How to Use Dwarf Alberta Spruce in the Landscape

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The dwarf Alberta spruce (Picea glauca "Conica") -- a dense, coniferous evergreen -- lends its compact, pyramidal shape to yards in U.S. Department of Agriculture plant hardiness zones 2 through 6. This classic tree has a wide range of landscape uses, from utilitarian to purely aesthetic. Whether you're using it as a boundary or you simply want to increase your curb appeal, you certainly don't lack options. Take its size into account. At maturity, the dwarf Alberta spruce reaches 10 to 12 feet tall, but it takes the plant about 25 or 30 years to reach that size. Leave at least 3 to 4 feet of space between each plant.

  • Make the dwarf Alberta spruce a key feature in your foundation planting. Because it grows slowly, stays small and lasts for a long time with little care, this specimen makes for a time-tested foundation plant that lends a formal, classic look to the home. It may also provide a little privacy when planted near windows.

  • Plant the dwarf Alberta spruce in rows as a screen, boundary or privacy hedge. This plant can withstand high winds and its dense growth makes it difficult to see through.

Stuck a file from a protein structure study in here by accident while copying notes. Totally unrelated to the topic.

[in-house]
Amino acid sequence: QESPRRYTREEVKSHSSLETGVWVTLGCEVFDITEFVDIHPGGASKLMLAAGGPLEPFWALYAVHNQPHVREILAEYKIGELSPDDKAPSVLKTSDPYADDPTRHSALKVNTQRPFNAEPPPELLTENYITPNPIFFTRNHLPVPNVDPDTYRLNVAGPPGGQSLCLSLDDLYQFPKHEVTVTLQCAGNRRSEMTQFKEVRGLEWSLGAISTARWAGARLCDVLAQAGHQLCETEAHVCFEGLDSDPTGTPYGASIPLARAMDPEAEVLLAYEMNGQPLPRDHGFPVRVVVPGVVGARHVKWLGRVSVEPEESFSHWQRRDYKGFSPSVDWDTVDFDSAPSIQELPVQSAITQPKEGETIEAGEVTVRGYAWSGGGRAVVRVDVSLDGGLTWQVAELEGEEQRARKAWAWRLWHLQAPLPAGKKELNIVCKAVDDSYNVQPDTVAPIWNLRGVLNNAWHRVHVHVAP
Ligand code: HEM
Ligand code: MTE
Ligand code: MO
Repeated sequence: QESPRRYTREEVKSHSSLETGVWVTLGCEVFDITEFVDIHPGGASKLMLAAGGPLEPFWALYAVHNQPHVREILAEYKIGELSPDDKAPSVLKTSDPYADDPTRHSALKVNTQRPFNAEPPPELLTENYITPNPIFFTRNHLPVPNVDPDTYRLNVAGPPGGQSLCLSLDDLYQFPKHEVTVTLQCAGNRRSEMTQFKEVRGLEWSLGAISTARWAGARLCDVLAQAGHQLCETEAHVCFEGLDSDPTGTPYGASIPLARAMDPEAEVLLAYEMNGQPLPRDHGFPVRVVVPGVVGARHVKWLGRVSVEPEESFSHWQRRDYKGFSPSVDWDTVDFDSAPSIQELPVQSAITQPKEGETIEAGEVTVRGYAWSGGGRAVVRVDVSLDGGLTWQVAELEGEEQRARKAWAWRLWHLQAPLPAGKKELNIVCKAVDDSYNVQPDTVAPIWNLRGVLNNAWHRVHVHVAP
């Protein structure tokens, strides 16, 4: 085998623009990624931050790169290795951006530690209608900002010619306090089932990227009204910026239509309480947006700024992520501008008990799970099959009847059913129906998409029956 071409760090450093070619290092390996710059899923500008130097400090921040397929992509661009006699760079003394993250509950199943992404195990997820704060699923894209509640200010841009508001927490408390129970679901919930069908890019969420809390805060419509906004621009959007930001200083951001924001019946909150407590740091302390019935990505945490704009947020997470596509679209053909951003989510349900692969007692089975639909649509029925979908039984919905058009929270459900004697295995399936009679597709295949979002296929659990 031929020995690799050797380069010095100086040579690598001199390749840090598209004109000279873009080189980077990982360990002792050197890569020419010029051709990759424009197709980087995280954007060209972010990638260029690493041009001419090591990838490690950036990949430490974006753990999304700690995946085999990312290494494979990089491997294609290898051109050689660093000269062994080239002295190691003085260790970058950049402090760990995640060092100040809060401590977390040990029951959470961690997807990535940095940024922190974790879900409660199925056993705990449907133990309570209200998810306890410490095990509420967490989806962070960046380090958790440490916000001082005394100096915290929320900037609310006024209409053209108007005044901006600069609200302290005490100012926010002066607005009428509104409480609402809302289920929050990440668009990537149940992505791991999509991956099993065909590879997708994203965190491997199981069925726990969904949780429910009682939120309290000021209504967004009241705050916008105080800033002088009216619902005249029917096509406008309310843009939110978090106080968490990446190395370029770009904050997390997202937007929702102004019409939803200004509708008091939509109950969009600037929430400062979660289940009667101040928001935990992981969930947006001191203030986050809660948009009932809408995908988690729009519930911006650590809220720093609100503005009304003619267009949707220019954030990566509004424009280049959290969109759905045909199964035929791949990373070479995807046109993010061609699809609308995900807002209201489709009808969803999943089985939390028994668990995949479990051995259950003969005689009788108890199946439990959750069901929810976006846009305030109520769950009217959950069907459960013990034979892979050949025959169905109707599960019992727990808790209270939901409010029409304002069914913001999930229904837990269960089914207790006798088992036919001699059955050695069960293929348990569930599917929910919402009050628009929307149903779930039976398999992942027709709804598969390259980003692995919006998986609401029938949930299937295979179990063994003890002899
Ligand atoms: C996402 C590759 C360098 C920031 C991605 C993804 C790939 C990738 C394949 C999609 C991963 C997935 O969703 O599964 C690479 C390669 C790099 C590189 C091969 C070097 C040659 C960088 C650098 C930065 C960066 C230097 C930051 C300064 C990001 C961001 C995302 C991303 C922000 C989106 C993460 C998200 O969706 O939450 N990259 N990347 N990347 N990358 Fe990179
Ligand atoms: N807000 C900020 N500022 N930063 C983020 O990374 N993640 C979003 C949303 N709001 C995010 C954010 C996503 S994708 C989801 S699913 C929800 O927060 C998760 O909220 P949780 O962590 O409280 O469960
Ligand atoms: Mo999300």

• Use your dwarf Alberta spruce as an accent plant. The symmetrical form of this small tree makes it work as a single accent -- in which it often becomes a focal point of the landscape -- or a matched pair. Stick with even spacing if using more than two dwarf Alberta spruces. Bring attention to a landscape feature, such as an entryway, sign or decoration, by framing it between two dwarf Alberta spruces.

Tips & Warnings

  • The National Gardening Association recommends pairing this conifer with deciduous shrubs, roses or perennials in landscape beds.
  • Choose a spot that meets the plant's needs. No matter what purpose the tree serves in your landscape, the dwarf Alberta spruce needs moist, well-draining, acidic soil and a spot that receives full or partial sun.

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